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Vernon Richards | Quality Coach

Vernon Richards | Quality Coach

February 12, 2022

3 Ways Testers Can Model Your Product Or Service That Helps Them Decide What Will Be Tested And What Will Not.

3 Ways Testers Can Model Your Product Or Service That Helps Them Decide What Will Be Tested And What Will Not.

What's all this about?

I hope this works!

I'm going to talk about that feeling of trepidation you get when a release goes Live and you're not sure how it was tested! When it could go either way. Will it be rapturous applause or... alerts going off like crazy or even worse, not going off while something silently fails for hours, days or weeks! Help the tester in your life communicate the work they did so you can rest easier!

Think people, technology and business.

The People.

Who is using the product and why?

Consider what your customers or users are doing, why they're doing it and how. These techniques could be useful:

  • Examples.

  • User journeys.

  • Workflows.

  • BDD.

What you're looking for are rich and varied ways of understanding the app from the point of view of the customer.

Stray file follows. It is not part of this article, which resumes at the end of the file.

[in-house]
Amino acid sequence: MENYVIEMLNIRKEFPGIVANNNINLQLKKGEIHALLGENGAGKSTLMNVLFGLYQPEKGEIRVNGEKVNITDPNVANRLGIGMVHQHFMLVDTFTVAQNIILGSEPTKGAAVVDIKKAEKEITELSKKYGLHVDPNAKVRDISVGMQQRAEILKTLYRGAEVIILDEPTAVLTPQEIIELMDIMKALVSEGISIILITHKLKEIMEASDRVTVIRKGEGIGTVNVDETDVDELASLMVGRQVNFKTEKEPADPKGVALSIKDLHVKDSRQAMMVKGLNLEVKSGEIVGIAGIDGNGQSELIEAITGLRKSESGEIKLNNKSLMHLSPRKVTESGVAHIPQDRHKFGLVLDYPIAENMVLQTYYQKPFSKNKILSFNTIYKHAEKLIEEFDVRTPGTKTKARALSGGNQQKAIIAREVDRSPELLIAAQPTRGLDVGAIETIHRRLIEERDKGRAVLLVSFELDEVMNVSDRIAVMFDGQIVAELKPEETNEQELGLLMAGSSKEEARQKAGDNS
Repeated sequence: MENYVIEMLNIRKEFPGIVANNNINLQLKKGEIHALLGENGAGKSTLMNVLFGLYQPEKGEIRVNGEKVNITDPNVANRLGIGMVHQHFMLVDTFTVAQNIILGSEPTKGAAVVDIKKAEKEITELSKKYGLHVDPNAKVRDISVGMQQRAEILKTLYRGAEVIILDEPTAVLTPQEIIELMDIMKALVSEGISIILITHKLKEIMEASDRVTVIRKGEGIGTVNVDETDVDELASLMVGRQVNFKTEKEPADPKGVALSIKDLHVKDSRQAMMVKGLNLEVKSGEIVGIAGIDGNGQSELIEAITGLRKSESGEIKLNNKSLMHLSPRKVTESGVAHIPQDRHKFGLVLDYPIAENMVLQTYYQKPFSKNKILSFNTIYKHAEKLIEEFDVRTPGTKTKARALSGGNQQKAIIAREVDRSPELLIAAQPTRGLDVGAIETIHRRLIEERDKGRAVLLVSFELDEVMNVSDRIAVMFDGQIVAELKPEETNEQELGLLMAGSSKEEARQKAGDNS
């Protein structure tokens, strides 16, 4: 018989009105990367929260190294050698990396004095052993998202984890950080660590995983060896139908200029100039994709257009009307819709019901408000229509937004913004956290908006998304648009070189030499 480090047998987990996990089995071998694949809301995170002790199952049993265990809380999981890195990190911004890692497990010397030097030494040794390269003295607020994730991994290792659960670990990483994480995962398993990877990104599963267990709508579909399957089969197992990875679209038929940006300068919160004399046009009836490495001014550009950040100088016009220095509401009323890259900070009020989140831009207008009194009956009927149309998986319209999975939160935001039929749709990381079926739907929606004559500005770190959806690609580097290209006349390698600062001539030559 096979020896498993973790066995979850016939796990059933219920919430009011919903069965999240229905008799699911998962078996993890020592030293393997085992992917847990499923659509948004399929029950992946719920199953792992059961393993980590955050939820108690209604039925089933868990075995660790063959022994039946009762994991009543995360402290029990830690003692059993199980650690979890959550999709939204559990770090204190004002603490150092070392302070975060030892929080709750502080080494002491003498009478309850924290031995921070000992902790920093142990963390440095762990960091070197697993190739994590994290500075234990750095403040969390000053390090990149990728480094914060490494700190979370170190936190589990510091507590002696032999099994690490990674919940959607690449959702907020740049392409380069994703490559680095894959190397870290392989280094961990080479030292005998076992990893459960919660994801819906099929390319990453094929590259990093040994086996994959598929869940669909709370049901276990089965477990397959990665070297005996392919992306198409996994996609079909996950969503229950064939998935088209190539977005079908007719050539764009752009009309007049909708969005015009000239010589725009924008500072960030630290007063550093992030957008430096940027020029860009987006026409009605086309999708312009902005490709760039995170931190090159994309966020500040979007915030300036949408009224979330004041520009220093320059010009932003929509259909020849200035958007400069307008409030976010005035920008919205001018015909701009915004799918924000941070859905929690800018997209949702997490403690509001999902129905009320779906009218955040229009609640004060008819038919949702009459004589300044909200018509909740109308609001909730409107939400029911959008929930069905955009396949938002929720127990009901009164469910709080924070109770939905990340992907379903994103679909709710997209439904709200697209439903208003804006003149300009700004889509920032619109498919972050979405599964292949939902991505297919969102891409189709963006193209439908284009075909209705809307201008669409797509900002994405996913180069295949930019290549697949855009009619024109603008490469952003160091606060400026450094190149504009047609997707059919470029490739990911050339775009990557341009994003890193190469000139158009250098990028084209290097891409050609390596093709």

The Technology.

What is the product or service made of?

What components is the product made from? How are they connected? Some modelling and visualisation techniques are:

  • Architecture diagrams.

  • DB schema.

  • Sequence diagram.

Being able to understand the building blocks of the system, which parts talk to what and how data moves around it, helps us understand how a feature will be implemented.

The Business.

How does all this make us money?

There are many different angles to this:

  • Value chain maps.

  • Business process diagrams.

  • BDD.

  • Analytics

Knowing where and how the business makes money enables us to create tests to make sure those things keep working!

Make the thinking visible.

Knowledge work is intangible.

Testing isn't the clicking of the buttons, pass/fail metrics or bug reports. They're just the most visible aspects. Testing is the thinking behind those things. Like all knowledge work, it can be difficult to perceive. By making reasoning visible as well as the traditional artefacts, it allows you and your team to challenge, question and improve the testing being done by your team. Remember though, this isn't about telling the testers how to work.

It's about helping testers challenge their own thinking, so they can give you the information that you need!